9. A method as described in Claim 1 further comprising the steps of: e) generating a first portion of said predefined plurality of gesture categories by automatically extracting menu items from a selected first appUcation and storing said first portion into said memory unit upon said user invoking said first application; and f) generating a second portion of said predefined plurality of gesture categories by automatically extracting menu items from a selected second application and storing said second portion into said memory unit upon said user invoking said second application.
10. A method of determining a feature vector representing a gesture in an electronic system having a processor, a memory unit, an alphanumeric input device and a cursor directing device, said method comprising the computer implemented steps of:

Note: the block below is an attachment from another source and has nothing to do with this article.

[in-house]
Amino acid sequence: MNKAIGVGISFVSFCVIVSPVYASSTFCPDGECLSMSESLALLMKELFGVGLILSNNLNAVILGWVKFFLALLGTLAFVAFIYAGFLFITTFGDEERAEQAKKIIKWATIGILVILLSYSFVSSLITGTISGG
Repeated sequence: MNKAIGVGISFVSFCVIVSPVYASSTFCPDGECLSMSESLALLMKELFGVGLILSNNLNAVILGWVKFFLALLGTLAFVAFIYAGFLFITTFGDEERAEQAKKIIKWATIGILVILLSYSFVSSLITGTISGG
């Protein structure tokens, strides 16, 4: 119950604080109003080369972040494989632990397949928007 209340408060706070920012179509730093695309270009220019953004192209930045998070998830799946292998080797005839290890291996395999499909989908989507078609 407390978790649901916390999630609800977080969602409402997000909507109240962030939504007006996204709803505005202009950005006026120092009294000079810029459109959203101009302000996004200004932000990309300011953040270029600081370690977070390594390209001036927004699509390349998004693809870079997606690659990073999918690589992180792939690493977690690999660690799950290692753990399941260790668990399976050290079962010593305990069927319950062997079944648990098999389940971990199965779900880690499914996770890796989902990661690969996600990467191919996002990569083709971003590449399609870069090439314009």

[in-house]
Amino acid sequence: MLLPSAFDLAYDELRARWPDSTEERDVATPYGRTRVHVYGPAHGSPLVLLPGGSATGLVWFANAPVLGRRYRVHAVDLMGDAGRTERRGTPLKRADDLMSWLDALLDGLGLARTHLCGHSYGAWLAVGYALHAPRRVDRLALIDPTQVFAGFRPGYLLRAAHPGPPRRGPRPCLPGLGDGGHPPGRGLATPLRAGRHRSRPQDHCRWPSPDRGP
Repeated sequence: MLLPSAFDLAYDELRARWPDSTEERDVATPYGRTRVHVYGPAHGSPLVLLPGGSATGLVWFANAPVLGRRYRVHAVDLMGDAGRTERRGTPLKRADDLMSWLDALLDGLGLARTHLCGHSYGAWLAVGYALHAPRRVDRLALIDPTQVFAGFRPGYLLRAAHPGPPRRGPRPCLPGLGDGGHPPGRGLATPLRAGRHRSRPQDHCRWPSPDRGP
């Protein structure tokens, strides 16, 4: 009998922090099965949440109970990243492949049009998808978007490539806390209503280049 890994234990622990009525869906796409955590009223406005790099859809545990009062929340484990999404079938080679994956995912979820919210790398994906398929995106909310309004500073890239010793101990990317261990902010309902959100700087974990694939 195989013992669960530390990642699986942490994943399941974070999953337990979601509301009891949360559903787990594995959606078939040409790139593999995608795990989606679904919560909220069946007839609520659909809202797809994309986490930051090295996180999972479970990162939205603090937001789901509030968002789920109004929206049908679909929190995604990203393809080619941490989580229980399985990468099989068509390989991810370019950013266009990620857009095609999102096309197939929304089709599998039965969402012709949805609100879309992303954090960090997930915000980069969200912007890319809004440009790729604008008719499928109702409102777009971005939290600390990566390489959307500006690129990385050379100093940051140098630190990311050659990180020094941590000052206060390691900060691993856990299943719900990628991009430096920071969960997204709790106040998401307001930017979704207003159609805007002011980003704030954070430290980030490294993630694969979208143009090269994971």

36 a) receiving gesture data representing a gesture performed by a user with said cursor directing device, said gesture data comprising coordinate positions and timing information and having one or more individual strokes; b) normalizing said gesture data; c) dividing each stroke of said gesture data into a plurality of segments, N; d) determining first feature elements for a respective stroke of said gesture data based on an end point of said respective stroke and a start point of a next stroke, wherein step d) is performed for each stroke of said gesture data; and e) determining second feature elements for each segment of each stroke of said gesture data based on an orientation of each segment with respect to a reference line, wherein said feature vector comprises: a value indicating the number of strokes of said gesture data; said first feature elements for each stroke; and said second feature elements for each segment of each stroke.